IG Vitality may actually be at risk of coming near to, or even at, the bottom of StarLadder/iLeague in a month's time. They have a lot of preparation to do before they're ready to face the top teams of Europe or the Americas.

Chinese fans' passions still BurNIng bright
Chinese fans' passions still BurNIng bright

VGJ is, on paper, arguably the most experienced team in China, featuring Agressif (TI5 runner-up), fy, and Fenrir (frequently cited top support duo in Dota history, formerly of Vici Gaming during its years of dominance rivaling EG and Secret), and rOtK (who has placed in the top six teams at five multi-million dollar events with four different teams). But accolades are only as good as the experience they give, and the jury is still out on VGJ.

The good news is VGJ hasn't lost a single one of their last nine series, beating out every regional would-be. The bad news is they haven't faced a top-level international opponent since the ESL One Genting qualifiers two months ago, where they lost to Newbee. In fact, they've never faced a non-Chinese opponent, nor have they even taken on Wings.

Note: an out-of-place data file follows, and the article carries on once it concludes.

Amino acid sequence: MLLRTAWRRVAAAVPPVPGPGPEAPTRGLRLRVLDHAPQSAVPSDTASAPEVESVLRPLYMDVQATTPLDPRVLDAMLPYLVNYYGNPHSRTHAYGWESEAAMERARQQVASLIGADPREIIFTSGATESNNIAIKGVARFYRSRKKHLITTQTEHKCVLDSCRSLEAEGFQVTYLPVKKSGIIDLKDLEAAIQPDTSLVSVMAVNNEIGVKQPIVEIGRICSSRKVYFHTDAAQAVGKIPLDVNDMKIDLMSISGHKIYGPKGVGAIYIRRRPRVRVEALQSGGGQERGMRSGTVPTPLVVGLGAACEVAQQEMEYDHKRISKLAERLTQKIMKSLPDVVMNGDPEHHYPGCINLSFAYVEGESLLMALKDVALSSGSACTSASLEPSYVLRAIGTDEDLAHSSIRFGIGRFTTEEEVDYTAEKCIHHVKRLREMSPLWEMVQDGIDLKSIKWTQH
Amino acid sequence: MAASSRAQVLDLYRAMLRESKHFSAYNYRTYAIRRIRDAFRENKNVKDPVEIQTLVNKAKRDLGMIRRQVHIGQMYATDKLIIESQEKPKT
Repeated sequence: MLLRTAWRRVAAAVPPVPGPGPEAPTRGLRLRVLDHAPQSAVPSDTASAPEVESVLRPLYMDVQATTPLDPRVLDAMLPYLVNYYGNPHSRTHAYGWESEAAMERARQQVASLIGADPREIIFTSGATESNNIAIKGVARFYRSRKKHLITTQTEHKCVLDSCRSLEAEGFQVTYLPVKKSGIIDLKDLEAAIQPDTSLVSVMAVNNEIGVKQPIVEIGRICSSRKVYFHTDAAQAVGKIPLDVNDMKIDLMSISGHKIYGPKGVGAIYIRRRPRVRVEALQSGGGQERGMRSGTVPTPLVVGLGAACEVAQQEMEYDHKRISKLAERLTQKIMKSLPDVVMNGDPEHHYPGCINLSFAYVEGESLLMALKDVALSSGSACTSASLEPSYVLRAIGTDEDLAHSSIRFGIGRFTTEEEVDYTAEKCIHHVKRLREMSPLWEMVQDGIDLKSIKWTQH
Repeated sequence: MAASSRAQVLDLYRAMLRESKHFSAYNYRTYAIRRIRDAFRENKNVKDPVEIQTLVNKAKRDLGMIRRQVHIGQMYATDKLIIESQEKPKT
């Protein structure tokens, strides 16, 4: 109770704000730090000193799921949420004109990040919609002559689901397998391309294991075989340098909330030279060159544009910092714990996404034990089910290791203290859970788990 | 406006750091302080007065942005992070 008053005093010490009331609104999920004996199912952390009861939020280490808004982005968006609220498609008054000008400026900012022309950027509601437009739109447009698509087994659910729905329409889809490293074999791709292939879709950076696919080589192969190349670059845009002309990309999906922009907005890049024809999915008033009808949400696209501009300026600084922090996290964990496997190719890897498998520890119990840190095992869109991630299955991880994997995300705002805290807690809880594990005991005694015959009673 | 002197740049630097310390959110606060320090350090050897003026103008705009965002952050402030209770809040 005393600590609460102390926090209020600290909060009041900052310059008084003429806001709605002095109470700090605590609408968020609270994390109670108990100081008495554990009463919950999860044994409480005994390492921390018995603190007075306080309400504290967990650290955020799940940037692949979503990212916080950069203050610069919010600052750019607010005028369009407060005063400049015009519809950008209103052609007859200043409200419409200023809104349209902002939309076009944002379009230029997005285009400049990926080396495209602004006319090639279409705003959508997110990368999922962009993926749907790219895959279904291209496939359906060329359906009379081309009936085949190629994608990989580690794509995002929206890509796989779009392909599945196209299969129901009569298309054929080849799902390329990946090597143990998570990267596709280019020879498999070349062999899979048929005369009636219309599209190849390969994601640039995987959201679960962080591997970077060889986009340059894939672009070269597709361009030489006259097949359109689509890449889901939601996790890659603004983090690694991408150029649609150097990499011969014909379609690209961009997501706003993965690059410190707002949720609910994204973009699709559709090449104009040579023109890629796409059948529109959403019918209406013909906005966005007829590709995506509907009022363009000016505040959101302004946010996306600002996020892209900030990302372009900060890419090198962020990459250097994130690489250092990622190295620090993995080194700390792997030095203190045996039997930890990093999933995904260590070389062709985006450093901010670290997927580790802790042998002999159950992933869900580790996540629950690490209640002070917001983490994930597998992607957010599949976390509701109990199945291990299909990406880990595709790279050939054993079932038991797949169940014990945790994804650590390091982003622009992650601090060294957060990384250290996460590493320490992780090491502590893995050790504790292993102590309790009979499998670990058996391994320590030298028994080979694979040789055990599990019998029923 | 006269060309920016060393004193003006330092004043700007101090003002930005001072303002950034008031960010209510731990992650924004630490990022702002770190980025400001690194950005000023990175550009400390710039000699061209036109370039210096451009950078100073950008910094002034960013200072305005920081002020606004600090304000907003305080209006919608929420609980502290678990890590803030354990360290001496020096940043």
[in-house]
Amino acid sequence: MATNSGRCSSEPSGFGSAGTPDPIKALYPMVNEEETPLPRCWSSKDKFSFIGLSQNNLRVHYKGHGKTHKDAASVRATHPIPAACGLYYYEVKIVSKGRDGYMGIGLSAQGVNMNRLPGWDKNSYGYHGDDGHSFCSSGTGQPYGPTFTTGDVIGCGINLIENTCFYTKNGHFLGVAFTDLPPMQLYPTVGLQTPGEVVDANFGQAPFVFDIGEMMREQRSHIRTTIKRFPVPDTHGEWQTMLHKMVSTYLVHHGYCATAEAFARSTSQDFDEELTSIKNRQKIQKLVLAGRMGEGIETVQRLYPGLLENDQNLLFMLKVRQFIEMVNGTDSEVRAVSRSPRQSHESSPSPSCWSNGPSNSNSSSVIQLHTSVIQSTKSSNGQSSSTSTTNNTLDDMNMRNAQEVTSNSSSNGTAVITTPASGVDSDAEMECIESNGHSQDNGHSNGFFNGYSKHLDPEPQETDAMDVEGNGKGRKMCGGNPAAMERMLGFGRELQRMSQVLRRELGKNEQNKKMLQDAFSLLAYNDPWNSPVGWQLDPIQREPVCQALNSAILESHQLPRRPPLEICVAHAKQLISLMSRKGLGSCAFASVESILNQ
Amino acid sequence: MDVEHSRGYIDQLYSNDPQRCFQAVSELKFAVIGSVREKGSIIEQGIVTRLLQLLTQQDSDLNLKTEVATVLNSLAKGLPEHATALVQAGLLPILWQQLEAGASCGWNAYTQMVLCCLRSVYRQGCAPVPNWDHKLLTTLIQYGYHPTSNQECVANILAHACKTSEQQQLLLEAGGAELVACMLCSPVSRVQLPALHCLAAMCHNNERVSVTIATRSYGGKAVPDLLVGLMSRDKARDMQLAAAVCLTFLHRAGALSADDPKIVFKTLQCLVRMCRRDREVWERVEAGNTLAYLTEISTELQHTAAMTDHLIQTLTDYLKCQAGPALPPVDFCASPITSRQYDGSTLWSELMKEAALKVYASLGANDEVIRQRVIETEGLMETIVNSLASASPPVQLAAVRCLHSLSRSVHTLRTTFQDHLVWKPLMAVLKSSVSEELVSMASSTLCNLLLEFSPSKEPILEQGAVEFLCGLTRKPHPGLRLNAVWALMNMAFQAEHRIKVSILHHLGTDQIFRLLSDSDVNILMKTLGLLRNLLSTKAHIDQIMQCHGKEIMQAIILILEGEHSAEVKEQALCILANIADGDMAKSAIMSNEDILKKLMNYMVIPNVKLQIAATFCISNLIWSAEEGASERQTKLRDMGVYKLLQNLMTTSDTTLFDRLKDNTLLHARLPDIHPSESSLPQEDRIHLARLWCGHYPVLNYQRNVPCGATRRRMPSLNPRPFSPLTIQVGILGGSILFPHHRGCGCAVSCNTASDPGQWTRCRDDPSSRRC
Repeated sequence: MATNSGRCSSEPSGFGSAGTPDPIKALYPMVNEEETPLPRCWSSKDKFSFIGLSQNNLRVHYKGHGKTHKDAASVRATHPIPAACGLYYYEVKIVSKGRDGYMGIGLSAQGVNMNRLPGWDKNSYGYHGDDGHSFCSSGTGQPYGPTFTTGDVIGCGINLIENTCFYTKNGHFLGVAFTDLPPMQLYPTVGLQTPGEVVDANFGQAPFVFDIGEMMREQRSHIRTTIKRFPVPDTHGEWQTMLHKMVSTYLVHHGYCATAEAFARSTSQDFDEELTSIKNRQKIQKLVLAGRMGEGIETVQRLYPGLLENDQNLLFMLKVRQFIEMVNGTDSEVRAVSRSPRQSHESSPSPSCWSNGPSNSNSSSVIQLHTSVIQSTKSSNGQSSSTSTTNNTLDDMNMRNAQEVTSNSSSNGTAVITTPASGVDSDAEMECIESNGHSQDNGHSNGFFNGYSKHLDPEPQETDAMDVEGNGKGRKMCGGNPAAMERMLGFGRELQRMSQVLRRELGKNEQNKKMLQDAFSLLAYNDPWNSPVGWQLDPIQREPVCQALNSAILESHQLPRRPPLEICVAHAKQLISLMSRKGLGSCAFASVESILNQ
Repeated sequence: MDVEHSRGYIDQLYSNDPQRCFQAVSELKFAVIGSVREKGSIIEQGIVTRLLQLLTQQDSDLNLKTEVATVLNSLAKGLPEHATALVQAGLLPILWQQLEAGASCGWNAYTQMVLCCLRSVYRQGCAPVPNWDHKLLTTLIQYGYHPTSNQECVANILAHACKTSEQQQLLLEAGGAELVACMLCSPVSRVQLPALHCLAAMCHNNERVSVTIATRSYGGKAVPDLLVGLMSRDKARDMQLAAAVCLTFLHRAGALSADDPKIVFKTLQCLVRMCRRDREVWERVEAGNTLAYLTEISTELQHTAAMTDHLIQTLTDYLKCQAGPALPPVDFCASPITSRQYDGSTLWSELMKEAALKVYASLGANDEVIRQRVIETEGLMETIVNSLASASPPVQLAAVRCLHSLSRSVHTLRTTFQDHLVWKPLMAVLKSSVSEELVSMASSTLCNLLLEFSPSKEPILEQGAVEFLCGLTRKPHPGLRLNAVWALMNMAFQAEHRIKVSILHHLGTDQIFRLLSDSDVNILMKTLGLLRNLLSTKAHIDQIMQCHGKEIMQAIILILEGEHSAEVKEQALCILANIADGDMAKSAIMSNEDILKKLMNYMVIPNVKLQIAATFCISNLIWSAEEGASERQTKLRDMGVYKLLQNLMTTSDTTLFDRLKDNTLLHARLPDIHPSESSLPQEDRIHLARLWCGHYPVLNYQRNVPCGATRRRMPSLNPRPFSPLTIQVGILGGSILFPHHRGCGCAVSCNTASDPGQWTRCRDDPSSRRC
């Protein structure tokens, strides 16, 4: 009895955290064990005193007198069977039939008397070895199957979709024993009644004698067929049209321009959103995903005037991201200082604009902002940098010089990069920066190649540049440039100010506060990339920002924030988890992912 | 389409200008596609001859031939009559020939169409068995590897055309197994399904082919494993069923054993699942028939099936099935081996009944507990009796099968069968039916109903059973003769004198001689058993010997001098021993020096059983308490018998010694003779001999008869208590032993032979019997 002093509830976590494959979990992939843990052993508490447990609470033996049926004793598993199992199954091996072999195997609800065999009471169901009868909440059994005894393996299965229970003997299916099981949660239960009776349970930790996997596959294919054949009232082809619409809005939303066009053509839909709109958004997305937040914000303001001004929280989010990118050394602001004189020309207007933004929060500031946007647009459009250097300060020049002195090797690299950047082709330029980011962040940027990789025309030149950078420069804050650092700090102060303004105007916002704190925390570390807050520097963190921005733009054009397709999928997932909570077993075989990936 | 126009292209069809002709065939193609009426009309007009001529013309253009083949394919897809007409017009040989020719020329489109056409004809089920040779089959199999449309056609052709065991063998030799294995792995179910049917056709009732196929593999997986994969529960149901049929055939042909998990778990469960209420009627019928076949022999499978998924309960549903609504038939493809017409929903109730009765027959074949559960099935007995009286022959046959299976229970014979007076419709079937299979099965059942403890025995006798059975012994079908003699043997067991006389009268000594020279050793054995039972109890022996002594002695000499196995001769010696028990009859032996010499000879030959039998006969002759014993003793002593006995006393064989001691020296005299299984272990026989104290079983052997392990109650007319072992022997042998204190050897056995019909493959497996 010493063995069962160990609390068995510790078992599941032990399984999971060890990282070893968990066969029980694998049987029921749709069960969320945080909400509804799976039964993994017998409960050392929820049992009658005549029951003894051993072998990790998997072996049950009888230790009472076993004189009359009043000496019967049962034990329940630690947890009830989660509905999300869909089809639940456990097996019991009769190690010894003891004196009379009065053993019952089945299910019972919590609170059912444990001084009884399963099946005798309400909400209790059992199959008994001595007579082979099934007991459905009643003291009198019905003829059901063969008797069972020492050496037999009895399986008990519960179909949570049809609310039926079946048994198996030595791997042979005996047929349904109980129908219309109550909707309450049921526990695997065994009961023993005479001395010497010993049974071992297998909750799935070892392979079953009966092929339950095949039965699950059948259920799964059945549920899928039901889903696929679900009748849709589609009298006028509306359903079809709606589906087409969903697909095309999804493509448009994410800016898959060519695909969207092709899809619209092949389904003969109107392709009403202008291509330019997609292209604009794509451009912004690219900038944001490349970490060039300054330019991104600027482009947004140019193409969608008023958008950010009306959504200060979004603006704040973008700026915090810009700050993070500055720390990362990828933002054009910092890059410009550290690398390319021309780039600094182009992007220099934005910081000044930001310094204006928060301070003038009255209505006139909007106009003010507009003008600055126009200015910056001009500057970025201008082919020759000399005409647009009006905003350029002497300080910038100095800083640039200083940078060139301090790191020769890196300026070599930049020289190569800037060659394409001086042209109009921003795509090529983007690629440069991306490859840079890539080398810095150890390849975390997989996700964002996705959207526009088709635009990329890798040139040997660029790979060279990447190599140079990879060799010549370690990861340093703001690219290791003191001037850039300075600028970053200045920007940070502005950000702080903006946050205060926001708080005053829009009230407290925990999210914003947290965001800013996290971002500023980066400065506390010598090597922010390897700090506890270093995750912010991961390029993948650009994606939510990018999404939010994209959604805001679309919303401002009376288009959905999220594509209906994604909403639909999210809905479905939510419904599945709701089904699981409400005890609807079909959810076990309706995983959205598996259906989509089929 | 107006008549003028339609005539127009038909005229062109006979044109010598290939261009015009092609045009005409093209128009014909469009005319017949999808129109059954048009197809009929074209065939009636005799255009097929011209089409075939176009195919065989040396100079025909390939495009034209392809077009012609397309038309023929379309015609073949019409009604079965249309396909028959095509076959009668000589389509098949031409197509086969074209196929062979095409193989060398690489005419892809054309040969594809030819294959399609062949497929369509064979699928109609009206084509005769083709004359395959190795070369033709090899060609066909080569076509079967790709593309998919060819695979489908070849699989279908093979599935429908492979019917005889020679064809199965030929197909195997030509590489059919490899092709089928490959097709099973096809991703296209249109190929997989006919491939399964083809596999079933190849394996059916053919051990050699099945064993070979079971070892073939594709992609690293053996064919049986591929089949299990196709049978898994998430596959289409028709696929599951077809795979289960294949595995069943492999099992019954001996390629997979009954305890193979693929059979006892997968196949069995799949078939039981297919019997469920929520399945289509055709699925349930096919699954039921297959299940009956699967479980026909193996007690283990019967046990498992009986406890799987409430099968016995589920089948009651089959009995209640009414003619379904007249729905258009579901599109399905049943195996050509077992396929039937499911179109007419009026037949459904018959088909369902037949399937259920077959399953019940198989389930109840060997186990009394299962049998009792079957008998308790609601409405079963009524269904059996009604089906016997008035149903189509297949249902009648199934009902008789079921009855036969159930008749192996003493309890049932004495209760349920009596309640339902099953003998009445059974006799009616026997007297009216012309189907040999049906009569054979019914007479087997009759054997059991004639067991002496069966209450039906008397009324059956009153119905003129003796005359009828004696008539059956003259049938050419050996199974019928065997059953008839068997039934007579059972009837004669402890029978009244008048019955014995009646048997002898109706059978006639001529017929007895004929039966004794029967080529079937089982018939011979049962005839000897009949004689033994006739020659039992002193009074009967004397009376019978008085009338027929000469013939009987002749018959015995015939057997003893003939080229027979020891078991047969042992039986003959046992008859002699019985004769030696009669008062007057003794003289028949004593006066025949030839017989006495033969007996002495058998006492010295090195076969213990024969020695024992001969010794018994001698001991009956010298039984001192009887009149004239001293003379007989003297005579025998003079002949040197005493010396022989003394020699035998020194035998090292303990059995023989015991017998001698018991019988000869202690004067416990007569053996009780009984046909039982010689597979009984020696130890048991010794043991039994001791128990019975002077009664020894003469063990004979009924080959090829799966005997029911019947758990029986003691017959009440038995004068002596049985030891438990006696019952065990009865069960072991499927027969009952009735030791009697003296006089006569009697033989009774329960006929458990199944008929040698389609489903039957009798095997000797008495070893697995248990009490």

Compared to other Chinese teams, VGJ seems like a relatively safe bet, but it'd be very difficult to display confidence in the team against any experienced opponent. Perhaps after their performance at StarLadder/iLeague they'll have the LAN experienced needed to jump the next gap. If you're feeling lucky, then by all means place your Dota 2 bets now.


With years in esports publishing, broadcasting, and analysis, Gorgon's specialized focus on locking down trends in Dota has landed him as a featured writer for joinDOTA, the Score, Dotabuff, and more. You can reach him on